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Colorful Chemistry: Pigments and Dyes Brighten Up Our World
by Amy Sillup, September 2, 2012
 
Humans love and can see many colors and color is important in the animal and plant world for survival, seeking mates and even serving as a disguise or camouflage. Learn about the chemical world of color here.
 

Colorful Blanket Flower with Organic Pigments of Color. Photo Credit: U.S. Army
 


A Prism Separates the Different Colors and Displays the Rainbow of Colors from Red to Violet. Photo Credit: GFSC of NASA.

 The World of Color, Some Simple Thoughts
 
Painter Jackson Pollock once went through a “black period,” when he used only black, gray, taupe, and white in his artworks. Fellow artist Tony Smith gave him some excellent advice: “You will never get back to any objectivity until you go for color.” Just about any other word could be substituted for “objectivity” in that sentence (“joy,” “beauty,” and “pleasure” certainly spring to mind) and it would still make a lot of sense. Without color, the world would be a drab and depressing place indeed.

From the bold yet utilitarian hues of pill coatings, paints, and plastics to oh-so-tempting M&M candy shells to the subtle or shocking tints of the fashion and cosmetic world’s latest offerings, color chemistry is all around us, all the time. It may be taken for granted by most, but those interested in the molecular world quickly learn to appreciate the structure, functionality, and history of both natural and synthetic dyestuffs.

General Information on Pigments and Dyes

Solid dyestuffs are called pigments, while liquids are known as dyes. Organic or “carbon-based” pigments are sometimes combined with inorganic substances like alumina (aluminum hydroxide) to create “lakes;” this makes the color insoluble and is useful to create pill and candy coatings that won’t rub off on consumers’ hands. “Mordants” are substances that are absorbed onto cloth. When the dye is then applied, it reacts to form a complex with the mordant; the final color result depends on the structure of both reactants.

Classifications of Color Chemicals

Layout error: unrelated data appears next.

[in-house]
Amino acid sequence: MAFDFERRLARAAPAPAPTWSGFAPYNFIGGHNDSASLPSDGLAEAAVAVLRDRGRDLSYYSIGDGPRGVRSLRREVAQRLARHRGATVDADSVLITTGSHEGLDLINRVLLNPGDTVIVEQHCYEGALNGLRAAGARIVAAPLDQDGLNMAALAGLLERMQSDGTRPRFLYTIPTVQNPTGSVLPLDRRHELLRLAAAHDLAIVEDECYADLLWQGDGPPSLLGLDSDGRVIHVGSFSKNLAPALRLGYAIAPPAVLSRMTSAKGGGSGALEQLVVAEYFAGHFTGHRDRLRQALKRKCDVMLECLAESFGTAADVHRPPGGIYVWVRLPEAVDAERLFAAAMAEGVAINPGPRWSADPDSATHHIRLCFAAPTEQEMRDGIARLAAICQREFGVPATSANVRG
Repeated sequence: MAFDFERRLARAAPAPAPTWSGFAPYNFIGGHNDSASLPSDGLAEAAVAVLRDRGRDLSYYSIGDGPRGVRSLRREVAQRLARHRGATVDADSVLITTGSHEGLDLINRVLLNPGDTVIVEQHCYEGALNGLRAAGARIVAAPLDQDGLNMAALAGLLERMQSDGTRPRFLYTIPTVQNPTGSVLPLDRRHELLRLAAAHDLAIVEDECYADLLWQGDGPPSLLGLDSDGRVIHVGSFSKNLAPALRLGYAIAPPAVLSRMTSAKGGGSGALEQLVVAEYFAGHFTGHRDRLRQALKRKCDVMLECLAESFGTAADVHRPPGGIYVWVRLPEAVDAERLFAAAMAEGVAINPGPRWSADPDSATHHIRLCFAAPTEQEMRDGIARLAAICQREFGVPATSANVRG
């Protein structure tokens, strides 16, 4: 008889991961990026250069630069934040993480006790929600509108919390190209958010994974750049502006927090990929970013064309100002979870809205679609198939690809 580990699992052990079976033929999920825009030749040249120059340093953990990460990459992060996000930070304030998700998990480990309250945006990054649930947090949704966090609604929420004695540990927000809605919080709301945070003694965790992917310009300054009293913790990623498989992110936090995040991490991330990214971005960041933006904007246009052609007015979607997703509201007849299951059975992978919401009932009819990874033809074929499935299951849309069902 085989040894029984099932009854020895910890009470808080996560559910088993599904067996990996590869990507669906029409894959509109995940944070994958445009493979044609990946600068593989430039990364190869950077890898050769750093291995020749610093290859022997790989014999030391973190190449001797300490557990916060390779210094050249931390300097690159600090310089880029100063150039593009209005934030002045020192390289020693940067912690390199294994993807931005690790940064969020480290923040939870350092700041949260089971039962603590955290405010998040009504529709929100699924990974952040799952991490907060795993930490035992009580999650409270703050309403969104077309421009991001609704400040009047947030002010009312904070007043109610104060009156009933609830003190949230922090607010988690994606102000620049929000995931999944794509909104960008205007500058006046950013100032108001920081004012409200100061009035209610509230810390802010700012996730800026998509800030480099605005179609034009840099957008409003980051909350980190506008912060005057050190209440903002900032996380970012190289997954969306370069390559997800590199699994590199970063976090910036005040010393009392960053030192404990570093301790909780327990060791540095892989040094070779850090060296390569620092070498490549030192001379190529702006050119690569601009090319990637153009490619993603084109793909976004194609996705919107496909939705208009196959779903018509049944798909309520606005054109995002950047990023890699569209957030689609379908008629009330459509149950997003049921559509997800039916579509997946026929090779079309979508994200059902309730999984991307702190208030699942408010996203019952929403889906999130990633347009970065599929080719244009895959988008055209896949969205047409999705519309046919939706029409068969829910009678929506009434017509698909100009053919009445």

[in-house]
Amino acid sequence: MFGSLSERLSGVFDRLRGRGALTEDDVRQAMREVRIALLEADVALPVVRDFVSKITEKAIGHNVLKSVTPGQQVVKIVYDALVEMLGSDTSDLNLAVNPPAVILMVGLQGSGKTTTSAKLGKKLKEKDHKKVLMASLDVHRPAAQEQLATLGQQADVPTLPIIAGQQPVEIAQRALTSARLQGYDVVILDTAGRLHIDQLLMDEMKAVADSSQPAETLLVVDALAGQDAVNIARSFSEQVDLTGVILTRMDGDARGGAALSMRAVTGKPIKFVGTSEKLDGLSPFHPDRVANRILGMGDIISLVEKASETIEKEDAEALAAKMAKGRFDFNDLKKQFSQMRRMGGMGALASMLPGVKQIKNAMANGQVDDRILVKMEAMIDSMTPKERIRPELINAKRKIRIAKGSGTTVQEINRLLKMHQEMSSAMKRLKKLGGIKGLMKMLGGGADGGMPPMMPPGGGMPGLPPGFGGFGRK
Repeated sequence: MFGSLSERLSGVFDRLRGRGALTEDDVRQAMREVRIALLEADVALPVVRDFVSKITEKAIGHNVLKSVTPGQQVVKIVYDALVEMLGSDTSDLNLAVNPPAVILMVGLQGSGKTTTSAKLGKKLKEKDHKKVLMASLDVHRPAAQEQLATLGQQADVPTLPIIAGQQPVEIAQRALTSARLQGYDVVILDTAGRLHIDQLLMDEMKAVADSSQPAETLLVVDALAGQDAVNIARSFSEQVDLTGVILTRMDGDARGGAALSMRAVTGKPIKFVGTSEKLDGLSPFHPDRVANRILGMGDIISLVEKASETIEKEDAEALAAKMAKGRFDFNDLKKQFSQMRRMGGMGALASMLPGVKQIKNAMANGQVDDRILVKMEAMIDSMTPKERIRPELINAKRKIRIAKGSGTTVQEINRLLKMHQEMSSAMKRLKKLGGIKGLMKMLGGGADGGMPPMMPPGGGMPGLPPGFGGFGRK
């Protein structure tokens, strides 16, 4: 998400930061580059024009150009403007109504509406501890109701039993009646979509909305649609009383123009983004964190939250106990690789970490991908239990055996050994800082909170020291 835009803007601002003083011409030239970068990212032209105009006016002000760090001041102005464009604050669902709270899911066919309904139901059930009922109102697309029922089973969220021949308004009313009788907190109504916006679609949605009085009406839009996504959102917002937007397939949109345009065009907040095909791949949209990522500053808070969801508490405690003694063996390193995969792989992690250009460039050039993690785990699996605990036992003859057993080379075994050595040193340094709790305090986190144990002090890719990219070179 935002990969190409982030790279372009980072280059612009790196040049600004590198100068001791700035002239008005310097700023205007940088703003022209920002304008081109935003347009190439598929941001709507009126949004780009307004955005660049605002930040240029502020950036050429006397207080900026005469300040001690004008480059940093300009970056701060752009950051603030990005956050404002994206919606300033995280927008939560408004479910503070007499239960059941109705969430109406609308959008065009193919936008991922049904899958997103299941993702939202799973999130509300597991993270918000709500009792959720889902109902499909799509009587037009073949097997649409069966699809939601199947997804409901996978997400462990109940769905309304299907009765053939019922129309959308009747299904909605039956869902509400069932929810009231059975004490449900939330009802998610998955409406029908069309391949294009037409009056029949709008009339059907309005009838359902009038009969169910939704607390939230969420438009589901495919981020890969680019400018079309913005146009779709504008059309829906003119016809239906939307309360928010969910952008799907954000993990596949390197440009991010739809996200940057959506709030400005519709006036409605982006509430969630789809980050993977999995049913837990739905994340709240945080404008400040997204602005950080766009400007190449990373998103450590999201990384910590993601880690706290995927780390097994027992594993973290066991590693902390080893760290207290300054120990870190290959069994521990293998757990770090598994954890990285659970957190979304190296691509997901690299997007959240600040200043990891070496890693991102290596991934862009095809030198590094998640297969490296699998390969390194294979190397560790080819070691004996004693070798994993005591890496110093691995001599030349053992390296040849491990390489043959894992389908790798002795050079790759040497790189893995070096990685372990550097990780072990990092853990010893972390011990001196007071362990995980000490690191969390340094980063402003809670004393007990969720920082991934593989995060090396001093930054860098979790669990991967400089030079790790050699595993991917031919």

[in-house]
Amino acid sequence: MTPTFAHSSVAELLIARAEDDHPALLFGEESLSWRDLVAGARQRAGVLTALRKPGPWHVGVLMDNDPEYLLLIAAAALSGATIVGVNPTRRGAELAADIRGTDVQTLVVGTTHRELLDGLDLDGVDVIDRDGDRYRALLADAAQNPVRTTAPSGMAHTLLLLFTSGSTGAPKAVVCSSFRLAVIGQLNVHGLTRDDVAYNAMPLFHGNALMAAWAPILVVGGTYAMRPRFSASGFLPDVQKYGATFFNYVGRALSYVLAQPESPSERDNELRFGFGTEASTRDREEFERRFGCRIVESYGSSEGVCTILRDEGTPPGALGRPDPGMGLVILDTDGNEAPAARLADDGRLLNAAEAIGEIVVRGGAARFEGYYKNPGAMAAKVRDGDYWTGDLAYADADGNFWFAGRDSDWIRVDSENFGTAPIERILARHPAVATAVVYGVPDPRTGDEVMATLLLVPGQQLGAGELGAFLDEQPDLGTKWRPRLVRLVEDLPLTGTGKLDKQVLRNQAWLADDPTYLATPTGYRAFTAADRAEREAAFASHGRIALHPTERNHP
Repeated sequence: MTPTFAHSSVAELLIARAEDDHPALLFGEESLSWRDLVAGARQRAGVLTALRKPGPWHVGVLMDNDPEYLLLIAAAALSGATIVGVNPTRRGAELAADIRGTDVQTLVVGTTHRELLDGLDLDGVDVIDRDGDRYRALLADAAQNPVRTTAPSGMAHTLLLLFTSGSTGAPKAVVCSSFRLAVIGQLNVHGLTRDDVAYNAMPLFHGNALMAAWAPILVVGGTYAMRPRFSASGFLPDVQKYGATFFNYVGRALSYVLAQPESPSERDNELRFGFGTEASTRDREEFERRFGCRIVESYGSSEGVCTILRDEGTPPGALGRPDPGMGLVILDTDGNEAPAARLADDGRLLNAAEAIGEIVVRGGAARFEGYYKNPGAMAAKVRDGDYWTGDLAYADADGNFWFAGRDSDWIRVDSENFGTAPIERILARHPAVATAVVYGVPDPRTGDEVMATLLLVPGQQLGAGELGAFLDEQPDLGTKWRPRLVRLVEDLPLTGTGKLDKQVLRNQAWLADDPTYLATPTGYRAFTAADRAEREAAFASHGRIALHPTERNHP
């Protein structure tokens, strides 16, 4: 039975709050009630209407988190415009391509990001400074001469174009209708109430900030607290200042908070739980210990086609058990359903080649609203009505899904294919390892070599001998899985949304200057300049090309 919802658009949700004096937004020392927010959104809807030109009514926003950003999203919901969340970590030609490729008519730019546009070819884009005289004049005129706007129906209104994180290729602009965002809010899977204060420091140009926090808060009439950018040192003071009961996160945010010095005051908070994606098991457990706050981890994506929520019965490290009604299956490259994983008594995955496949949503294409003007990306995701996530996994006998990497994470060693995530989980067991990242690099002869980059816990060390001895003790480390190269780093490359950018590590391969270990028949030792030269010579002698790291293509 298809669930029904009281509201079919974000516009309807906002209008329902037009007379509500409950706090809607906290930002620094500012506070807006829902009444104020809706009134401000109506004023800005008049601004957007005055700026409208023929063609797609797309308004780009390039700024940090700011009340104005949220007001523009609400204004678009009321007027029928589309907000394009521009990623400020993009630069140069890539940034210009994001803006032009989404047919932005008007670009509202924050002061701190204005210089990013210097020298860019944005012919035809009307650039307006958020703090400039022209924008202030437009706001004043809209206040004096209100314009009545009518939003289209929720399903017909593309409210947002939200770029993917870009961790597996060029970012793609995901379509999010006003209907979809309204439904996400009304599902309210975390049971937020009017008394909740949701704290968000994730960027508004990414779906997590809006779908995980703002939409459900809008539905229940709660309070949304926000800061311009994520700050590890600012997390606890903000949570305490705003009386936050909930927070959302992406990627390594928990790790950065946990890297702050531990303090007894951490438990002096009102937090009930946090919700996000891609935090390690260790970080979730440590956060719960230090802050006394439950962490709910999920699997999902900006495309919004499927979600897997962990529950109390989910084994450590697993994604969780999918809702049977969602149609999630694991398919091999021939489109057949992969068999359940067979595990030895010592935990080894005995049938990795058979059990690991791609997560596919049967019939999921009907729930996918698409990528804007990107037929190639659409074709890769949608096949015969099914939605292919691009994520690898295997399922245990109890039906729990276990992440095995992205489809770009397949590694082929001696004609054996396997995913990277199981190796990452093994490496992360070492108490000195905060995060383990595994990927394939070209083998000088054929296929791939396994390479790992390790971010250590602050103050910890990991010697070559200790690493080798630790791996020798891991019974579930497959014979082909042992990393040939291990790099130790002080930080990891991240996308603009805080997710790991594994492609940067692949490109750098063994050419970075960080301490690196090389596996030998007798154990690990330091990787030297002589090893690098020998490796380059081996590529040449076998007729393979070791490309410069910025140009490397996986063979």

Dyes and pigments are often organized by reference to specific groups of atoms in their molecular structures, such as “azo dyes.” They may also be named according to how they work or the way they are employed: Reactive dyes react and bond chemically with the substance they color by forming covalent linkages or bonds with it, whereas direct dyes are applied directly from a bath of sodium salt.

Color chemicals may also be simply classified as organic (carbon-based) or inorganic. Note that some dyes have an organic portion but also contain a metal ion. Ferrous gluconate, used to color black olives, is composed of iron in the +2 oxidation state along with two molecules of a negatively- charged form of glucose, for instance.

Inorganic Pigments: From Pretty Poisons to Non-toxic Tints

The earliest-known inorganic pigments were probably black manganese oxide and red iron oxide, which were used to decorate cave walls over 17 millennia ago. Iron oxides and salts are still used in many color cosmetics, but some widely-used inorganic pigments eventually turned out to be extremely dangerous: Examples include not only notorious white lead paint, but also emerald-hued “Paris green,” made from copper acetoarsenite, and vermillion, which contained mercuric sulfide. Barium sulfate makes a much safer white pigment than lead, and chromium oxide green avoids the noxious drawbacks of the old-time arsenic compounds. Mercury in vermillion is also a heavy metal which is toxic.